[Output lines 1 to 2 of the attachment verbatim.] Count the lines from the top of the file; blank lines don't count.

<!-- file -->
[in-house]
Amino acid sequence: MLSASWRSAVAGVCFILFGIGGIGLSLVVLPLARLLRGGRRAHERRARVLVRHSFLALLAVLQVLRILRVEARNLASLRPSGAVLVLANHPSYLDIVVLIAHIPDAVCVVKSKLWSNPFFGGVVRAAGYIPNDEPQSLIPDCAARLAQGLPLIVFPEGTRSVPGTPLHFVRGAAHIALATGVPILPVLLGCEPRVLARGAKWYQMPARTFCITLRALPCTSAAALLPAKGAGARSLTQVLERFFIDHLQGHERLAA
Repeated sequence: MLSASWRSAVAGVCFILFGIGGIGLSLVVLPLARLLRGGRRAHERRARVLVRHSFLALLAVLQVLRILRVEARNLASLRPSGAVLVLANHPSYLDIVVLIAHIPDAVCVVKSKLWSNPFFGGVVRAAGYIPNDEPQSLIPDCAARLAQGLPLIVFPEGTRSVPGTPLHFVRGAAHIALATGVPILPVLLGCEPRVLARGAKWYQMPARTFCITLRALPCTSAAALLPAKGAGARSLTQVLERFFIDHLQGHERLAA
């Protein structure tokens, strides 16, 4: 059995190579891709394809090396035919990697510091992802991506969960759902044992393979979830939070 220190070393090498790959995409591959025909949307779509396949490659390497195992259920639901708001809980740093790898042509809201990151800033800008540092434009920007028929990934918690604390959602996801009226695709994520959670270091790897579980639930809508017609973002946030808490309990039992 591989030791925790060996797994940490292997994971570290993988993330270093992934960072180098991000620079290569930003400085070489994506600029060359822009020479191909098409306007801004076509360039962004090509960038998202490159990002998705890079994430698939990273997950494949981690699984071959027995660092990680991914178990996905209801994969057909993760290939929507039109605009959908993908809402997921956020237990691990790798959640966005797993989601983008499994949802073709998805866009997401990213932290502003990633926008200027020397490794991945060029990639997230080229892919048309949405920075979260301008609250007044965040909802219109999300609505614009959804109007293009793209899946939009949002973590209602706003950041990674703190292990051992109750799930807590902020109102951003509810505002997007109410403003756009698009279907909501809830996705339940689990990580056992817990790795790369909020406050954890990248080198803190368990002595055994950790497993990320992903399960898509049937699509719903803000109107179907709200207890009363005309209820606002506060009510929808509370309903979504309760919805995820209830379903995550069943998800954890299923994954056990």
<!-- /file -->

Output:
[in-house]
Amino acid sequence: MLSASWRSAVAGVCFILFGIGGIGLSLVVLPLARLLRGGRRAHERRARVLVRHSFLALLAVLQVLRILRVEARNLASLRPSGAVLVLANHPSYLDIVVLIAHIPDAVCVVKSKLWSNPFFGGVVRAAGYIPNDEPQSLIPDCAARLAQGLPLIVFPEGTRSVPGTPLHFVRGAAHIALATGVPILPVLLGCEPRVLARGAKWYQMPARTFCITLRALPCTSAAALLPAKGAGARSLTQVLERFFIDHLQGHERLAA